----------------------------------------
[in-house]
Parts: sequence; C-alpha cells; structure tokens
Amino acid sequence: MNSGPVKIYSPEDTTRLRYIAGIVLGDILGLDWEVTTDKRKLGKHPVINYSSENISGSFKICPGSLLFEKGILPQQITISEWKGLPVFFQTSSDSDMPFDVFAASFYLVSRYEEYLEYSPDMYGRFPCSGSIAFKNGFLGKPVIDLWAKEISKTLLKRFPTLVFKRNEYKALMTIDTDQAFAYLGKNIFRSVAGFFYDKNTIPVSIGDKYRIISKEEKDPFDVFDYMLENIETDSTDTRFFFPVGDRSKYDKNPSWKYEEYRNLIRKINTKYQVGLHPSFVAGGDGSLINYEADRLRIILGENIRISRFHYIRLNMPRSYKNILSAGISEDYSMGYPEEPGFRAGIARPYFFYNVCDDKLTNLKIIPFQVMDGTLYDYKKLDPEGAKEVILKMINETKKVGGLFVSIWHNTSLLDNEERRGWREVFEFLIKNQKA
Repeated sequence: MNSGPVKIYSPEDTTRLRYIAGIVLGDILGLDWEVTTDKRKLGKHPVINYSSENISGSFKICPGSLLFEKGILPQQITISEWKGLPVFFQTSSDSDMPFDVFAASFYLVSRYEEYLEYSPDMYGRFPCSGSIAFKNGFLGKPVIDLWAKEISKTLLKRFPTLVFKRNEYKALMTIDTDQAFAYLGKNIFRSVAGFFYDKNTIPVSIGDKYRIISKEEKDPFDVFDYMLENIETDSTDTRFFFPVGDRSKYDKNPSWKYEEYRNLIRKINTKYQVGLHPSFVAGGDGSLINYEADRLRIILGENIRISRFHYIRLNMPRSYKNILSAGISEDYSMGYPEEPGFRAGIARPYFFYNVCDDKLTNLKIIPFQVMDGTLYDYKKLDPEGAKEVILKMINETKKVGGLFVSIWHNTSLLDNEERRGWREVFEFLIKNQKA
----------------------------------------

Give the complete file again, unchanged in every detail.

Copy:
[in-house]
Parts: sequence; C-alpha cells; structure tokens
Amino acid sequence: MNSGPVKIYSPEDTTRLRYIAGIVLGDILGLDWEVTTDKRKLGKHPVINYSSENISGSFKICPGSLLFEKGILPQQITISEWKGLPVFFQTSSDSDMPFDVFAASFYLVSRYEEYLEYSPDMYGRFPCSGSIAFKNGFLGKPVIDLWAKEISKTLLKRFPTLVFKRNEYKALMTIDTDQAFAYLGKNIFRSVAGFFYDKNTIPVSIGDKYRIISKEEKDPFDVFDYMLENIETDSTDTRFFFPVGDRSKYDKNPSWKYEEYRNLIRKINTKYQVGLHPSFVAGGDGSLINYEADRLRIILGENIRISRFHYIRLNMPRSYKNILSAGISEDYSMGYPEEPGFRAGIARPYFFYNVCDDKLTNLKIIPFQVMDGTLYDYKKLDPEGAKEVILKMINETKKVGGLFVSIWHNTSLLDNEERRGWREVFEFLIKNQKA
Repeated sequence: MNSGPVKIYSPEDTTRLRYIAGIVLGDILGLDWEVTTDKRKLGKHPVINYSSENISGSFKICPGSLLFEKGILPQQITISEWKGLPVFFQTSSDSDMPFDVFAASFYLVSRYEEYLEYSPDMYGRFPCSGSIAFKNGFLGKPVIDLWAKEISKTLLKRFPTLVFKRNEYKALMTIDTDQAFAYLGKNIFRSVAGFFYDKNTIPVSIGDKYRIISKEEKDPFDVFDYMLENIETDSTDTRFFFPVGDRSKYDKNPSWKYEEYRNLIRKINTKYQVGLHPSFVAGGDGSLINYEADRLRIILGENIRISRFHYIRLNMPRSYKNILSAGISEDYSMGYPEEPGFRAGIARPYFFYNVCDDKLTNLKIIPFQVMDGTLYDYKKLDPEGAKEVILKMINETKKVGGLFVSIWHNTSLLDNEERRGWREVFEFLIKNQKA